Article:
Smoking will kill 1 million adults between 30 and 69 years in India each year in the 2010s, the country’s first nationally representative study on smoking deaths has revealed.
Cigarettes and bidis would cause one in five of all male deaths and one in 20 of all female deaths.
The research, done by a team from India, Canada and the UK and supported by the World Health Organisation and the health ministry, was published in the New England Journal of Medicine. “Based on smoking prevalence of 35 per cent adult men and 5 per cent adult women, smoking is projected to cause about one million deaths each year, which is far more than previously believed,” said the report’s lead author professor Prabhat Jha from the Centre for Global Health Research, St. Michael's Hospital, University of Toronto.
While the study found no safe levels of smoking, cigarettes were found to be more dangerous than bidis. “On an average, male bidi smokers lose about six years of life, female bidi smokers lose about eight years and male cigarette smokers lose about 10 years. There were not enough women cigarette smokers in the study to draw a clear conclusion,” Jha said. The leading cause of death in urban smokers was heart attacks, while it was tuberculosis in rural areas.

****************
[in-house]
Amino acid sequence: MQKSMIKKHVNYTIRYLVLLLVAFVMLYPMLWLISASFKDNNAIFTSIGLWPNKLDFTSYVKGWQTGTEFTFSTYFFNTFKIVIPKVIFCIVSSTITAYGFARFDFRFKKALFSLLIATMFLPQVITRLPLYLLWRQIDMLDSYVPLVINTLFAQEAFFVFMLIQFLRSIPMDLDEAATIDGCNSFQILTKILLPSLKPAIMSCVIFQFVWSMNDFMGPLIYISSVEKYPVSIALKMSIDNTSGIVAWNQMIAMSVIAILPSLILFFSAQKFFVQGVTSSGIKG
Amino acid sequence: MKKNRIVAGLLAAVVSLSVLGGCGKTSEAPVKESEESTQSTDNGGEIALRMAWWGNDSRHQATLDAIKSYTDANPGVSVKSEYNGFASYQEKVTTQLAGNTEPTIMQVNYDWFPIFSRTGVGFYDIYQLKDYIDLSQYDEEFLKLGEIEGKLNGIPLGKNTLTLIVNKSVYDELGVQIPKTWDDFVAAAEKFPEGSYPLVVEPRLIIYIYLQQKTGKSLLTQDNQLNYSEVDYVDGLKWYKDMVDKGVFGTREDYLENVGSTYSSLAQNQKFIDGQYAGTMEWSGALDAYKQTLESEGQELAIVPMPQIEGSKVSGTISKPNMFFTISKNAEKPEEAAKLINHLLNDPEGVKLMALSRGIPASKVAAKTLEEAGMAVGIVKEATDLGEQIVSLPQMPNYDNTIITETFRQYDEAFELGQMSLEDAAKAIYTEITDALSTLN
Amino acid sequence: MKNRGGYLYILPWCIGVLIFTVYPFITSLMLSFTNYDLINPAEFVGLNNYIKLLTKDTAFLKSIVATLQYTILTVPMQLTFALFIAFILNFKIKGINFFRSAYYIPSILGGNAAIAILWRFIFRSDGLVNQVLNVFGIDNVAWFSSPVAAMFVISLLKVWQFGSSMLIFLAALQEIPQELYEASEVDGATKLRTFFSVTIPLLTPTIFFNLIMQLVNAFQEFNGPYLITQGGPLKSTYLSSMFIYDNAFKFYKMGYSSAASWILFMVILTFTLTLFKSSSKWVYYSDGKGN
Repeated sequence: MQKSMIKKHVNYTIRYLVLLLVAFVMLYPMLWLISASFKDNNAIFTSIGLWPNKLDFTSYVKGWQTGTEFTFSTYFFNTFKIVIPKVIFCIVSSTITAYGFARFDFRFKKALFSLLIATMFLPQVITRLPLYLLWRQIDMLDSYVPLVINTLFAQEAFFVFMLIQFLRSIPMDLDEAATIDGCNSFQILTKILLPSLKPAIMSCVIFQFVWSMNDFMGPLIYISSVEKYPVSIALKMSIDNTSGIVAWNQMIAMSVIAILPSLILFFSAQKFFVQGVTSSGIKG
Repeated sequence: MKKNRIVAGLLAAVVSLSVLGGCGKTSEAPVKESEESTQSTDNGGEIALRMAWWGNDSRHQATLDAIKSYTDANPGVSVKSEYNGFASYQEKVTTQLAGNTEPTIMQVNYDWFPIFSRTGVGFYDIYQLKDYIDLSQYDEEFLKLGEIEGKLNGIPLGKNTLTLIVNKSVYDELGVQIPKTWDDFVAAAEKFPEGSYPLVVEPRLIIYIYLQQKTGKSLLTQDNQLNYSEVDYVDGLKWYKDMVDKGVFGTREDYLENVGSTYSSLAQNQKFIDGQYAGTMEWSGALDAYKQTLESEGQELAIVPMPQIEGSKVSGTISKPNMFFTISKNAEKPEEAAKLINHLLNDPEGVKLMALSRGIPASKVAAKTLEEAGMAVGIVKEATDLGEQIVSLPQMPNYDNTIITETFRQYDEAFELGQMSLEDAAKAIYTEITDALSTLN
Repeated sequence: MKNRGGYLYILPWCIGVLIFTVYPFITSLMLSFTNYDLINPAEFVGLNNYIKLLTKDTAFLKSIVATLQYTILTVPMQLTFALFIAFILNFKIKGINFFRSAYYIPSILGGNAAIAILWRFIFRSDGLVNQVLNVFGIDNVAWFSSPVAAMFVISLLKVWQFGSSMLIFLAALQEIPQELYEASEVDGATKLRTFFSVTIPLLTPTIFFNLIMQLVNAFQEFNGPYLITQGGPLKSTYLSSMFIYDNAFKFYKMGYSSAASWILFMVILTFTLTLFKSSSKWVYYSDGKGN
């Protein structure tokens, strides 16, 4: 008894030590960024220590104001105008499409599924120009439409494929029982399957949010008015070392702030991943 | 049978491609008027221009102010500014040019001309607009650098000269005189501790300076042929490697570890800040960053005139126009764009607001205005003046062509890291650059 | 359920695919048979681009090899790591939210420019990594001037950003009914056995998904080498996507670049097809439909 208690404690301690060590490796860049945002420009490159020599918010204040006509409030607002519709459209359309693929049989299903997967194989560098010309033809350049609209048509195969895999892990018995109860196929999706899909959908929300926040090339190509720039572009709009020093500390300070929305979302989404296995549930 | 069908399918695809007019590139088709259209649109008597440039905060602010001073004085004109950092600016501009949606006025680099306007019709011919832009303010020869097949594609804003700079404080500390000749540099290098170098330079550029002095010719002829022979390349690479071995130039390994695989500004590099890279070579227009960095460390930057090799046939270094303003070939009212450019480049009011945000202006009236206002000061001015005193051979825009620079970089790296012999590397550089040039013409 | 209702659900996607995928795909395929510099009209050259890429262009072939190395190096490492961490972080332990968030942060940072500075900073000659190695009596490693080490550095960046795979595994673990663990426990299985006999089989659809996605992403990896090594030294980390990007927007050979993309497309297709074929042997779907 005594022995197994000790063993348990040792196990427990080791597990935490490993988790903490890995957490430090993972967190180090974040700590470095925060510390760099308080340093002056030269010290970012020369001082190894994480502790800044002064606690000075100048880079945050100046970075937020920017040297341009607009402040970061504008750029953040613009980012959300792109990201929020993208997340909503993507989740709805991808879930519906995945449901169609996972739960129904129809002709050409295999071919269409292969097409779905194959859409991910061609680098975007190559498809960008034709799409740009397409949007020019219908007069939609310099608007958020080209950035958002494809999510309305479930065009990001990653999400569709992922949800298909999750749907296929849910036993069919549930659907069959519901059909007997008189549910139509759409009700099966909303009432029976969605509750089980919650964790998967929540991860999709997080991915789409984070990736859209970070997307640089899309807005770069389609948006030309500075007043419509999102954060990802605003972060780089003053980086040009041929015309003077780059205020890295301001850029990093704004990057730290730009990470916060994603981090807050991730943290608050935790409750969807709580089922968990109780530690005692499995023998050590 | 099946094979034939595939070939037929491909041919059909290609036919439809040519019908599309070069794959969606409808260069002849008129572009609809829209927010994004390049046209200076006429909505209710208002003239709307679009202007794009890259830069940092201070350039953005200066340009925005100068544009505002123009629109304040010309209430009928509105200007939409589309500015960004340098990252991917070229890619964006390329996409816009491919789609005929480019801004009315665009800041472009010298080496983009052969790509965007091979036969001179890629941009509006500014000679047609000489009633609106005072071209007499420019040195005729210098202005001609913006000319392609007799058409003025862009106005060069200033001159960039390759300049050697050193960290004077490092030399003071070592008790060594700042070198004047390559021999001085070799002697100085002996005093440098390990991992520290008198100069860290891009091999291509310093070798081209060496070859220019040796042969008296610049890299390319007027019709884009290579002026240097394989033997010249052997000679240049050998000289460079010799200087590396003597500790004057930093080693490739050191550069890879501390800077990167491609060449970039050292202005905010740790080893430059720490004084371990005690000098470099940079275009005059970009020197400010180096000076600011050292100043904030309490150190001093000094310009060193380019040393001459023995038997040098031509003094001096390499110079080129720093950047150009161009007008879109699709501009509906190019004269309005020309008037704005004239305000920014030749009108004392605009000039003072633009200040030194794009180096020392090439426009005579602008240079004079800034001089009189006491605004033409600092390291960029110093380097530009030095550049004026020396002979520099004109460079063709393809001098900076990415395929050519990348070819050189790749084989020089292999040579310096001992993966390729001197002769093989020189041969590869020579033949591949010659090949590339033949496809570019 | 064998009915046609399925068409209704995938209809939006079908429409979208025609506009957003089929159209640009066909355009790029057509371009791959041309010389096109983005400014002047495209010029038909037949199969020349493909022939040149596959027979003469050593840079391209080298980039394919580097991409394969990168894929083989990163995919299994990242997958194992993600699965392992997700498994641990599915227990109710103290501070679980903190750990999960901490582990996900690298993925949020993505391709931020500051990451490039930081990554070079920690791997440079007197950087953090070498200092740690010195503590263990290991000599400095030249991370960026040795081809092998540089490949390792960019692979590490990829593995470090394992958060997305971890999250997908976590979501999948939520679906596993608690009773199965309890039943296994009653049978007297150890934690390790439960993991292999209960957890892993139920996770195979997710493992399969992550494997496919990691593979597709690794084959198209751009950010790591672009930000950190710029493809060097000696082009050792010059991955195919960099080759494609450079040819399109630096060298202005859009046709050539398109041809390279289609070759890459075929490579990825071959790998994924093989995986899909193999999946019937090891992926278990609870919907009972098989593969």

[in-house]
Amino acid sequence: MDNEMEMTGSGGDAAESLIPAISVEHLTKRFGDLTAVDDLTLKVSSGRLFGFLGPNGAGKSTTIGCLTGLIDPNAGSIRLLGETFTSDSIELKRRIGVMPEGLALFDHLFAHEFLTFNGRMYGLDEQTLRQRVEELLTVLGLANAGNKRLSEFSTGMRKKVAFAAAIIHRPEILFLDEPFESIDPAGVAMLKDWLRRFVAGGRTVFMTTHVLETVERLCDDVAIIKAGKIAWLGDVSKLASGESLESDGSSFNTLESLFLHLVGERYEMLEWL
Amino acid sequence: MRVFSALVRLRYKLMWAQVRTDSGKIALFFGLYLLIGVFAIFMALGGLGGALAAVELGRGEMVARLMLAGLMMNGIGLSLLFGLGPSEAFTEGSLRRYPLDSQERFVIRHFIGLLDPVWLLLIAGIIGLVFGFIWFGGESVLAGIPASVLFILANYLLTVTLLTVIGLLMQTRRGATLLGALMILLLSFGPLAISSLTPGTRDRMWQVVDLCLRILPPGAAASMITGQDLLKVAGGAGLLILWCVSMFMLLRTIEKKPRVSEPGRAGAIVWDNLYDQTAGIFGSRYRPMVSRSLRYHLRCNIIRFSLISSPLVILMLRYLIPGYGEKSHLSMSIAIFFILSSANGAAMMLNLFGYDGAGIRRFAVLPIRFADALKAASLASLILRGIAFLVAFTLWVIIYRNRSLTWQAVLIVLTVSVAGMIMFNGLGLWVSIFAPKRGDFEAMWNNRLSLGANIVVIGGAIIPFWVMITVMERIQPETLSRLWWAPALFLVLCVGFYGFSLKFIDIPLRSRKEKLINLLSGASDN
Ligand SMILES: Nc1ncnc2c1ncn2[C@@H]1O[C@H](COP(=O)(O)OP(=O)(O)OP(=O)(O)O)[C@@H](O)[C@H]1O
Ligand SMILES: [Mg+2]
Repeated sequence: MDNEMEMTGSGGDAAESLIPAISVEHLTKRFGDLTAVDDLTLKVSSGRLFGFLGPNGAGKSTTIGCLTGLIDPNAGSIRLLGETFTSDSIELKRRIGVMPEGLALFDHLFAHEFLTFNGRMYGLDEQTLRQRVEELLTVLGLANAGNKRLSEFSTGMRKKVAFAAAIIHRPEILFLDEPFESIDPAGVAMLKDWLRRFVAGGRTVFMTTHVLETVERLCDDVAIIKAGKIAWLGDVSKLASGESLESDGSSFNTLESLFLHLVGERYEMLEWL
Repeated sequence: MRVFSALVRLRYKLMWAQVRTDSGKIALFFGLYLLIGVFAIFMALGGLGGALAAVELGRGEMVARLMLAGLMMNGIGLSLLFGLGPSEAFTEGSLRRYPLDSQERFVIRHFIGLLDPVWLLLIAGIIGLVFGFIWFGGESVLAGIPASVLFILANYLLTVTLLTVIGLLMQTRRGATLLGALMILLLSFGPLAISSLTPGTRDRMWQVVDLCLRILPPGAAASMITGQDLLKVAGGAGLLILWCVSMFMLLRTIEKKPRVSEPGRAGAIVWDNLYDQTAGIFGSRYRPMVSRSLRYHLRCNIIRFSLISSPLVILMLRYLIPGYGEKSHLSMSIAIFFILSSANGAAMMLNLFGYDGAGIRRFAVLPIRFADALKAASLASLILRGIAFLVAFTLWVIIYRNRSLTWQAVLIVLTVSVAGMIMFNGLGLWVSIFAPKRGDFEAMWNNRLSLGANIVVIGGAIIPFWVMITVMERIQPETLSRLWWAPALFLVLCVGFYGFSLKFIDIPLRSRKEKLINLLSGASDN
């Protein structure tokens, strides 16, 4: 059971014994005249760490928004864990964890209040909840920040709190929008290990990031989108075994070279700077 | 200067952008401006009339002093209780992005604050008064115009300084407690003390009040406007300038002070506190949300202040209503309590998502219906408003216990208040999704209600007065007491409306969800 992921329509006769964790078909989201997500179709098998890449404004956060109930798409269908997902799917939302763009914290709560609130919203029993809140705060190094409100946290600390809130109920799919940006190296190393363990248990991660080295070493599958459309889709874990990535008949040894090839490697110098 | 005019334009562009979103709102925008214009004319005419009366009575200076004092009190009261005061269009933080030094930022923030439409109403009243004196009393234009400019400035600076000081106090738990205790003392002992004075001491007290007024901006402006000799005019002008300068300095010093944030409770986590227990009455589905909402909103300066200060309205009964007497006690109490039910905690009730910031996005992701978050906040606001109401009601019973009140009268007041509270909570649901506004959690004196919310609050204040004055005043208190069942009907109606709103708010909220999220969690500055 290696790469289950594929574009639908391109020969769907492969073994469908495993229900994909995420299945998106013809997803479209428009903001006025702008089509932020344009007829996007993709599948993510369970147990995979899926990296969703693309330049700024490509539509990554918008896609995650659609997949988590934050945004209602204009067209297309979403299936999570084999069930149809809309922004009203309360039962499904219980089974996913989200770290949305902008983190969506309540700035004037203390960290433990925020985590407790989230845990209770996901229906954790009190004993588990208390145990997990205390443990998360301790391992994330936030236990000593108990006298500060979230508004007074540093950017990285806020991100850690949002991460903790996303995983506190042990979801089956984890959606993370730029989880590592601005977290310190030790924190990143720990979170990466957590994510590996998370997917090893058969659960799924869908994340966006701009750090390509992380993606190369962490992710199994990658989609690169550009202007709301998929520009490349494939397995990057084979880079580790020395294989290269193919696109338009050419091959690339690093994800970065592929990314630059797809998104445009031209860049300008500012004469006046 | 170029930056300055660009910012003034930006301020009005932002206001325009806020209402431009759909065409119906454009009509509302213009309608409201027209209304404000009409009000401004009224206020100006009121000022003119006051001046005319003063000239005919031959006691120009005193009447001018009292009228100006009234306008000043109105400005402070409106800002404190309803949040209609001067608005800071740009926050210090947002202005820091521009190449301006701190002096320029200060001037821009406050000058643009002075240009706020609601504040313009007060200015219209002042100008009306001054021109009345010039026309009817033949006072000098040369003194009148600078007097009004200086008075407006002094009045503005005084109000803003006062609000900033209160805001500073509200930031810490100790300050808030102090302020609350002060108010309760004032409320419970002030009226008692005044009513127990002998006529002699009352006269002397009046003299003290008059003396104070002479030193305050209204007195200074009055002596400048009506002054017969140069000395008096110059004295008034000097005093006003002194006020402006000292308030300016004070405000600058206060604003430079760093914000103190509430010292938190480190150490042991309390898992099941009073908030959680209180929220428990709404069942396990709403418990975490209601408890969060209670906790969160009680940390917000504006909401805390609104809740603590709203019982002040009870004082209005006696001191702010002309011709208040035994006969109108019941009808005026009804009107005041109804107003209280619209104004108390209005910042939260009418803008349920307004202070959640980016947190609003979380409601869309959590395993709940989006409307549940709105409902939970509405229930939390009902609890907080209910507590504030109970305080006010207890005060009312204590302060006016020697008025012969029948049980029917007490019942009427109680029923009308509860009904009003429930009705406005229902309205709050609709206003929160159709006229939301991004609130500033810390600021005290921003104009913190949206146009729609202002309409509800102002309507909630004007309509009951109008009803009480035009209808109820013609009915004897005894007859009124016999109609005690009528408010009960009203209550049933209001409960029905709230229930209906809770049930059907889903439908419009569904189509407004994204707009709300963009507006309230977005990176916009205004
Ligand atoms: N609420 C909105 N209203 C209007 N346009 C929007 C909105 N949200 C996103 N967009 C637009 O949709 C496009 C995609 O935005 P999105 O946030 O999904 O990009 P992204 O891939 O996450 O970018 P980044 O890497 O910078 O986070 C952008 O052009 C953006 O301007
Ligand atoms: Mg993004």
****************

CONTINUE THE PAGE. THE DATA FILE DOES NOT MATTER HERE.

There are 120 million smokers in India, with a third of the men and about five per cent of women, between 30 and 69 years, smoking either cigarettes or bidis.
About 900 field workers surveyed all adult deaths from 2001-2003 in a nationally representative sample of 1.1 million homes across the country.
What also surprised researchers were the extreme risks from smoking among Indians. “Smokers in India start at a later age than those in Europe or America and smoke less, but in India smoking kills not only from diseases like cancer and lung diseases but also from tuberculosis and heart attacks,” said Jha.